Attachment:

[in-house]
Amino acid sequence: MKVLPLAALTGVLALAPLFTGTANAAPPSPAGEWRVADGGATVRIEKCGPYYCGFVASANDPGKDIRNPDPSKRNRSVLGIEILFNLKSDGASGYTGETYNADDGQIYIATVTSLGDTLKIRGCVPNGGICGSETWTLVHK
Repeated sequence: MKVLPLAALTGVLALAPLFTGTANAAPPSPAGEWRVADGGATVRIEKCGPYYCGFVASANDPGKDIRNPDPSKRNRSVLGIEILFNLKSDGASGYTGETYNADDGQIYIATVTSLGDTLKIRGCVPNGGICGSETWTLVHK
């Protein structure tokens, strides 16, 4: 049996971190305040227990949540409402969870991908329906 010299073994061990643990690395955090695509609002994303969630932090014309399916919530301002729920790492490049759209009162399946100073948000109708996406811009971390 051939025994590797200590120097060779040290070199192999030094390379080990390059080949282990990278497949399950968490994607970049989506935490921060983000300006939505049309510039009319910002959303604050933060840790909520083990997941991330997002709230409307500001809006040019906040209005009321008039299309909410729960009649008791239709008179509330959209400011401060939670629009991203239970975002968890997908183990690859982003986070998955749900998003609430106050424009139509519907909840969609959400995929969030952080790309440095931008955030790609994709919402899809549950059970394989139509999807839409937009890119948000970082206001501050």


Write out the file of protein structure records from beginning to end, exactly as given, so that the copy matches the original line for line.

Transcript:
[in-house]
Amino acid sequence: MKVLPLAALTGVLALAPLFTGTANAAPPSPAGEWRVADGGATVRIEKCGPYYCGFVASANDPGKDIRNPDPSKRNRSVLGIEILFNLKSDGASGYTGETYNADDGQIYIATVTSLGDTLKIRGCVPNGGICGSETWTLVHK
Repeated sequence: MKVLPLAALTGVLALAPLFTGTANAAPPSPAGEWRVADGGATVRIEKCGPYYCGFVASANDPGKDIRNPDPSKRNRSVLGIEILFNLKSDGASGYTGETYNADDGQIYIATVTSLGDTLKIRGCVPNGGICGSETWTLVHK
């Protein structure tokens, strides 16, 4: 049996971190305040227990949540409402969870991908329906 010299073994061990643990690395955090695509609002994303969630932090014309399916919530301002729920790492490049759209009162399946100073948000109708996406811009971390 051939025994590797200590120097060779040290070199192999030094390379080990390059080949282990990278497949399950968490994607970049989506935490921060983000300006939505049309510039009319910002959303604050933060840790909520083990997941991330997002709230409307500001809006040019906040209005009321008039299309909410729960009649008791239709008179509330959209400011401060939670629009991203239970975002968890997908183990690859982003986070998955749900998003609430106050424009139509519907909840969609959400995929969030952080790309440095931008955030790609994709919402899809549950059970394989139509999807839409937009890119948000970082206001501050």